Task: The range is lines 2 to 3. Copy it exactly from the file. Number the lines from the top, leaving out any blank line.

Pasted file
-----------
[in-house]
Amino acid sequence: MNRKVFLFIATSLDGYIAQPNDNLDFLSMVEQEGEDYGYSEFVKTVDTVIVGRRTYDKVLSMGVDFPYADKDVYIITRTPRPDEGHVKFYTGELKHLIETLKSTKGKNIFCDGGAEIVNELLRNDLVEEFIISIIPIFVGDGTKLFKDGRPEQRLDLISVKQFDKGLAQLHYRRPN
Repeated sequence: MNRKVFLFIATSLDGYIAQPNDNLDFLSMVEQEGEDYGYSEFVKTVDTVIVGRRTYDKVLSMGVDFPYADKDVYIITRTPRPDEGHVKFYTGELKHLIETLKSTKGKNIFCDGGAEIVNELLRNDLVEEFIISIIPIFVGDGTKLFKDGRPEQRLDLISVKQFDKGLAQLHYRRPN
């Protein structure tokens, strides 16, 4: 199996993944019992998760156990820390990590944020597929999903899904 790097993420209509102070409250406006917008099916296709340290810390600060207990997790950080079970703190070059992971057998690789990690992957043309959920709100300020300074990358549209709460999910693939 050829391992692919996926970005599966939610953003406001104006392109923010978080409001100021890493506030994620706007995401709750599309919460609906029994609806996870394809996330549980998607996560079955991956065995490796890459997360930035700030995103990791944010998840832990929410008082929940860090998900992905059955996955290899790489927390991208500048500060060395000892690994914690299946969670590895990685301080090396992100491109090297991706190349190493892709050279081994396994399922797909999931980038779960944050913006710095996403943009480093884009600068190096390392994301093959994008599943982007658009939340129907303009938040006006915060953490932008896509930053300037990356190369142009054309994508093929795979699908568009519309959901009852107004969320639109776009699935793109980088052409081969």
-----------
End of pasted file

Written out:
Amino acid sequence: MNRKVFLFIATSLDGYIAQPNDNLDFLSMVEQEGEDYGYSEFVKTVDTVIVGRRTYDKVLSMGVDFPYADKDVYIITRTPRPDEGHVKFYTGELKHLIETLKSTKGKNIFCDGGAEIVNELLRNDLVEEFIISIIPIFVGDGTKLFKDGRPEQRLDLISVKQFDKGLAQLHYRRPN
Repeated sequence: MNRKVFLFIATSLDGYIAQPNDNLDFLSMVEQEGEDYGYSEFVKTVDTVIVGRRTYDKVLSMGVDFPYADKDVYIITRTPRPDEGHVKFYTGELKHLIETLKSTKGKNIFCDGGAEIVNELLRNDLVEEFIISIIPIFVGDGTKLFKDGRPEQRLDLISVKQFDKGLAQLHYRRPN